This paper is concerned with the uses of history in science. It focuses in particular on Anglo-American genetics and on university textbooks-where the canon of a science is consolidated, as the heterogeneous approaches and controversies of its practice are rendered unified for its reproduction. Tracing the emergence and eventual standardization of geneticists' use of a case-based method of teaching in the 1920s-1950s, this paper argues that geneticists created historical environments in their textbooks-spaces in which students developed an understanding of the laws of genetics through simulations of their discovery and use. Witnessing the unfolding of Mendel's and Morgan's experiments and performing genetic crosses on paper, students learned not only the rules that were explicitly taught as such, but also the experientially-based, tacit skills needed to find and follow these rules. This didactic system taught them how to go on when confronting new situations, and in doing so, provided geneticists with an important disciplinary tool, freeing the first steps of their student's enculturation from the physical infrastructure of the laboratory. © 2010 Elsevier Ltd.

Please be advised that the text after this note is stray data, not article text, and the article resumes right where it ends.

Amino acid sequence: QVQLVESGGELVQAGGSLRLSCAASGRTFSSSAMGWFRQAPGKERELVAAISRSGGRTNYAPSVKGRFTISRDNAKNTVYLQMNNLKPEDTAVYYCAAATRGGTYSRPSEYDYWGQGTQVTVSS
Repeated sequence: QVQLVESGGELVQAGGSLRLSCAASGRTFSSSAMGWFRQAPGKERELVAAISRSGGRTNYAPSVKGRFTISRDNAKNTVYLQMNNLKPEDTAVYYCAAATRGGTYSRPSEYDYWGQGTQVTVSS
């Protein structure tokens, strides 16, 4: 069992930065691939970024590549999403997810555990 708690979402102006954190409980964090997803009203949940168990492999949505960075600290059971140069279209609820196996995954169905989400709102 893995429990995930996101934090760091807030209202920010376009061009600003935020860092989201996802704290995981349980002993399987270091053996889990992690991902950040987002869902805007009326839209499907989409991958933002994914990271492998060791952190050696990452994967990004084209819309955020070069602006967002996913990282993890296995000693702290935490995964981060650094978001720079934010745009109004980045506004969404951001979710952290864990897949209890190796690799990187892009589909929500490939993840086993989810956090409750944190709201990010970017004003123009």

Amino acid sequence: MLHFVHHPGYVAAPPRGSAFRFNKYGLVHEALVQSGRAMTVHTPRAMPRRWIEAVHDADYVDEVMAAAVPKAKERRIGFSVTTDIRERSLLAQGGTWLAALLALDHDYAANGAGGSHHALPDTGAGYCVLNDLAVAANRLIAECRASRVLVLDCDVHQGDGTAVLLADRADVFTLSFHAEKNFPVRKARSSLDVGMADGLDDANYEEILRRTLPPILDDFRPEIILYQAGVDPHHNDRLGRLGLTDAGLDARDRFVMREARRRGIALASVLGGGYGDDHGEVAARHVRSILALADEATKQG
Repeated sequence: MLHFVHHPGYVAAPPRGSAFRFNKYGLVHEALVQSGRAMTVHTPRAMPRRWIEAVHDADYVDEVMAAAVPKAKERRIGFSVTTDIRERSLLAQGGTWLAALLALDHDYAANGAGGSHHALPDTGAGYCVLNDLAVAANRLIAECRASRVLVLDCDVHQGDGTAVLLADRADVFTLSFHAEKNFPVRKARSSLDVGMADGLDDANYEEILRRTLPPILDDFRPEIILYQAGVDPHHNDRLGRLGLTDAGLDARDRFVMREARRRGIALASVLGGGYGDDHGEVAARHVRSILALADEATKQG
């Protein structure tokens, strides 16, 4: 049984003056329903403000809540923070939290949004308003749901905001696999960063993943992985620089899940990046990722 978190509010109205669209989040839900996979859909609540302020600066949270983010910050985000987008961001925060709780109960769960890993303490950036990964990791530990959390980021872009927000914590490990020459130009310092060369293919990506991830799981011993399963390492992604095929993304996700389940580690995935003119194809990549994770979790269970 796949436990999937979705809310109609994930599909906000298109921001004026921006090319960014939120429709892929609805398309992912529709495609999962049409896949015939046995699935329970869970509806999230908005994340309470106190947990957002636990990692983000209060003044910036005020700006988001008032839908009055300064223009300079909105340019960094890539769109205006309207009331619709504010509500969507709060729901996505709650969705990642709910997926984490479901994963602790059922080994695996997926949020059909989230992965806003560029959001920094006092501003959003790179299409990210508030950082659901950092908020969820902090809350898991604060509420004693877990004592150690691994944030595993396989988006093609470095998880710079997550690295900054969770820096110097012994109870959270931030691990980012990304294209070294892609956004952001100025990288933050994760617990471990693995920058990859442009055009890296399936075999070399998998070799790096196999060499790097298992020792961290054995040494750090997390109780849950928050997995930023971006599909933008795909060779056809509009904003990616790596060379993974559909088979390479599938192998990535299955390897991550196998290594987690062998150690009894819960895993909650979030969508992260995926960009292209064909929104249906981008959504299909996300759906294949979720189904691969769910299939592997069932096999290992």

Mendeley saves you time finding and organizing research
Choose a citation style from the tabs below